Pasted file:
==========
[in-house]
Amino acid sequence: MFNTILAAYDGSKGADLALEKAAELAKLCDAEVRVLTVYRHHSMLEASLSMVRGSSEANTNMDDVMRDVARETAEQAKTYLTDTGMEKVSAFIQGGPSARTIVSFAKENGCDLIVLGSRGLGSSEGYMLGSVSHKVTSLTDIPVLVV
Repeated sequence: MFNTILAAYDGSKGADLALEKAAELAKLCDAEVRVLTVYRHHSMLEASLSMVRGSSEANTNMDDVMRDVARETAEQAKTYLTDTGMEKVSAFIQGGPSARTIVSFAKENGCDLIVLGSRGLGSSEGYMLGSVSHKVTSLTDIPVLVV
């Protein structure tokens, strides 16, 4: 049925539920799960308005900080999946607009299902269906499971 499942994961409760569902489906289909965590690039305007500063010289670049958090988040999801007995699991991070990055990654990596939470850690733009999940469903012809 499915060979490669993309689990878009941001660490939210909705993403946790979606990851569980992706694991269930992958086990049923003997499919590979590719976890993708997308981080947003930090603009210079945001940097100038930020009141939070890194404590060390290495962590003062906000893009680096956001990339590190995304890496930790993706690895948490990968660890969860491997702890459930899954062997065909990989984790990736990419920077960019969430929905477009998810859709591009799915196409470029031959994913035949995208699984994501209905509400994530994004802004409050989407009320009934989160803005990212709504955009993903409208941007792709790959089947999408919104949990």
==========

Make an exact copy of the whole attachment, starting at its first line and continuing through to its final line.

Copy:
[in-house]
Amino acid sequence: MFNTILAAYDGSKGADLALEKAAELAKLCDAEVRVLTVYRHHSMLEASLSMVRGSSEANTNMDDVMRDVARETAEQAKTYLTDTGMEKVSAFIQGGPSARTIVSFAKENGCDLIVLGSRGLGSSEGYMLGSVSHKVTSLTDIPVLVV
Repeated sequence: MFNTILAAYDGSKGADLALEKAAELAKLCDAEVRVLTVYRHHSMLEASLSMVRGSSEANTNMDDVMRDVARETAEQAKTYLTDTGMEKVSAFIQGGPSARTIVSFAKENGCDLIVLGSRGLGSSEGYMLGSVSHKVTSLTDIPVLVV
């Protein structure tokens, strides 16, 4: 049925539920799960308005900080999946607009299902269906499971 499942994961409760569902489906289909965590690039305007500063010289670049958090988040999801007995699991991070990055990654990596939470850690733009999940469903012809 499915060979490669993309689990878009941001660490939210909705993403946790979606990851569980992706694991269930992958086990049923003997499919590979590719976890993708997308981080947003930090603009210079945001940097100038930020009141939070890194404590060390290495962590003062906000893009680096956001990339590190995304890496930790993706690895948490990968660890969860491997702890459930899954062997065909990989984790990736990419920077960019969430929905477009998810859709591009799915196409470029031959994913035949995208699984994501209905509400994530994004802004409050989407009320009934989160803005990212709504955009993903409208941007792709790959089947999408919104949990």